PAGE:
Since we are going for most efficient way
, i.e. performance, let's use array data to leverage NumPy. We will slice oneoff slices and compare, similar to shifting method discussed earlier in @EdChum's post
. But with NumPy slicing we would end up with oneless array, so we need to concatenate with a True
element at the start to select the first element and hence we would have an implementation like so 
def drop_consecutive_duplicates(a):
ar = a.values
return a[np.concatenate(([True],ar[:1]!= ar[1:]))]
Sample run 
In [149]: a
Out[149]:
1 1
2 2
3 2
4 3
5 2
dtype: int64
In [150]: drop_consecutive_duplicates(a)
Out[150]:
1 1
2 2
4 3
5 2
dtype: int64
Timings on large arrays comparing @EdChum's solution

In [142]: a = pd.Series(np.random.randint(1,5,(1000000)))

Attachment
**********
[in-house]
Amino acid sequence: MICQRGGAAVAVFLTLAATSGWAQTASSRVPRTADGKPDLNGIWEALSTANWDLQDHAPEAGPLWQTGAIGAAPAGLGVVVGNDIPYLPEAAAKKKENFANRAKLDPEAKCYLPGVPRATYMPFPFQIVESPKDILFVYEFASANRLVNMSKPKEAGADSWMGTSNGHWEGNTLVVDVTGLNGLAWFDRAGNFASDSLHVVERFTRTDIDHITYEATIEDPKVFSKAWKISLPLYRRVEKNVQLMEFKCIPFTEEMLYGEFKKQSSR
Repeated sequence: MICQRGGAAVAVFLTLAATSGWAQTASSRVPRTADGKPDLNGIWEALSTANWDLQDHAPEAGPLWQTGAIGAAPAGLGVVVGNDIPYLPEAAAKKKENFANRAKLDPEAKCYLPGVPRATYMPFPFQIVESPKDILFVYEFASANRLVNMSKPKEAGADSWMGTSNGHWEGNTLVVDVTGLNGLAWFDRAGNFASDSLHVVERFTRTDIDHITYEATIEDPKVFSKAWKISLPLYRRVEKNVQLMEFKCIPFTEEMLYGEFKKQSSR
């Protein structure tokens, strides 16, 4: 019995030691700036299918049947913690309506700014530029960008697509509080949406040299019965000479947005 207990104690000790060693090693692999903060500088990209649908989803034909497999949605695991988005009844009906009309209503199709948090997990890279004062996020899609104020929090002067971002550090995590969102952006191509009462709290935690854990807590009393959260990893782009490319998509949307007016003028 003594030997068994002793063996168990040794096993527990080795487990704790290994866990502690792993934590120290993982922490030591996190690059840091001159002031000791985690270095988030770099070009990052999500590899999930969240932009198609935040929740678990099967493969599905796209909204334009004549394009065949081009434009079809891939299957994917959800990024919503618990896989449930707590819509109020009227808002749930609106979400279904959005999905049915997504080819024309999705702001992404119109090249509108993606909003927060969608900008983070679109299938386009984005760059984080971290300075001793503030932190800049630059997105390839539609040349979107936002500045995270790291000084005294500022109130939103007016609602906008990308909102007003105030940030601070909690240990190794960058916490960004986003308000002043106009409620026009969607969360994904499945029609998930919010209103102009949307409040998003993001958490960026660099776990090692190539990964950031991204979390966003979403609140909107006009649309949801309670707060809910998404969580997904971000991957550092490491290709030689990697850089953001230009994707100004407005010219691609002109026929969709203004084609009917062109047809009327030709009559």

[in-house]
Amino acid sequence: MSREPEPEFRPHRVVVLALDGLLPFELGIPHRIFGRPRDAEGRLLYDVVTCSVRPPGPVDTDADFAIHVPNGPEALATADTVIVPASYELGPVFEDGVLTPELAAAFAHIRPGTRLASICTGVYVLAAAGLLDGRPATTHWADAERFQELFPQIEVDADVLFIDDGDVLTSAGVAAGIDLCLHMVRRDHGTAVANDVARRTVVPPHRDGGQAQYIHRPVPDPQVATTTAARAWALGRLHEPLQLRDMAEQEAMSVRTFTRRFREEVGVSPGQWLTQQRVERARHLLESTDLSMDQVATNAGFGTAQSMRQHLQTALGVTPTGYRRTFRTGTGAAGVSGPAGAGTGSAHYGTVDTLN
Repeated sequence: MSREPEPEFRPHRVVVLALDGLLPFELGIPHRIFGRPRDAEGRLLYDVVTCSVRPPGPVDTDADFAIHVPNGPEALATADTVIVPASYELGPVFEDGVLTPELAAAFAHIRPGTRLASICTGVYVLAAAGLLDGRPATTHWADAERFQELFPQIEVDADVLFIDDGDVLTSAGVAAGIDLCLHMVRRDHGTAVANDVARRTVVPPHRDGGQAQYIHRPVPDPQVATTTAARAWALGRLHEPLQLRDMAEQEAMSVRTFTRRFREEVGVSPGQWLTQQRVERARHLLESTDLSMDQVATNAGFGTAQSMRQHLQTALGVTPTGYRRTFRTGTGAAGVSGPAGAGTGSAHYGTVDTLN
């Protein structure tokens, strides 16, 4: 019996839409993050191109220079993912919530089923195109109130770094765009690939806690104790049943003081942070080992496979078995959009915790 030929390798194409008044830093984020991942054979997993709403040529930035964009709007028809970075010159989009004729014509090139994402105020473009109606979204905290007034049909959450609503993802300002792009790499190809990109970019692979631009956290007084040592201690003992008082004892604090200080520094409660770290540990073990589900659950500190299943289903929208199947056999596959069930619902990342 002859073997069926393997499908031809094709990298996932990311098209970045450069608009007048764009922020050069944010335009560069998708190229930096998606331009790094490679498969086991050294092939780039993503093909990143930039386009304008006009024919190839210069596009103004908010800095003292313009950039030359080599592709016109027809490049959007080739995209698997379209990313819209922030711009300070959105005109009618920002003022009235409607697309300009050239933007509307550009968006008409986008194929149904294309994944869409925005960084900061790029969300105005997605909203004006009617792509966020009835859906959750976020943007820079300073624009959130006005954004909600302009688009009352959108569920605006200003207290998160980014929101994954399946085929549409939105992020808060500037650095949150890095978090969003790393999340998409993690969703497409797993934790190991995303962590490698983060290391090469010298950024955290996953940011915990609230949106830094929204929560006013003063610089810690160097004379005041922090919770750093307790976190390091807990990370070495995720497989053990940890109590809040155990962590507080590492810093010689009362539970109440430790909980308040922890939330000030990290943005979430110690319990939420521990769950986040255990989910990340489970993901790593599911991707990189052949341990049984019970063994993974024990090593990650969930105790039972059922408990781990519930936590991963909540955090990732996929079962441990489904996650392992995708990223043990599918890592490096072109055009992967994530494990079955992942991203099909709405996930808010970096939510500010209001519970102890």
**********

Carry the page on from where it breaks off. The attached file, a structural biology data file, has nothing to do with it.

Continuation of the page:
In [143]: %timeit a.loc[a.shift() != a]
100 loops, best of 3: 12.1 ms per loop
In [144]: %timeit drop_consecutive_duplicates(a)
100 loops, best of 3: 11 ms per loop
In [145]: a = pd.Series(np.random.randint(1,5,(10000000)))
In [146]: %timeit a.loc[a.shift() != a]
10 loops, best of 3: 136 ms per loop
In [147]: %timeit drop_consecutive_duplicates(a)
10 loops, best of 3: 114 ms per loop
So, there's some improvement!
Get major boost for values only!
If only the values are needed, we could get major boost by simply indexing into the array data, like so 
def drop_consecutive_duplicates(a):
ar = a.values
return ar[np.concatenate(([True],ar[:1]!= ar[1:]))]
Sample run 
In [170]: a = pandas.Series([1,2,2,3,2], index=[1,2,3,4,5])
In [171]: drop_consecutive_duplicates(a)
Out[171]: array([1, 2, 3, 2])
Timings 
In [173]: a = pd.Series(np.random.randint(1,5,(10000000)))
In [174]: %timeit a.loc[a.shift() != a]
10 loops, best of 3: 137 ms per loop
In [175]: %timeit drop_consecutive_duplicates(a)
10 loops, best of 3: 61.3 ms per loop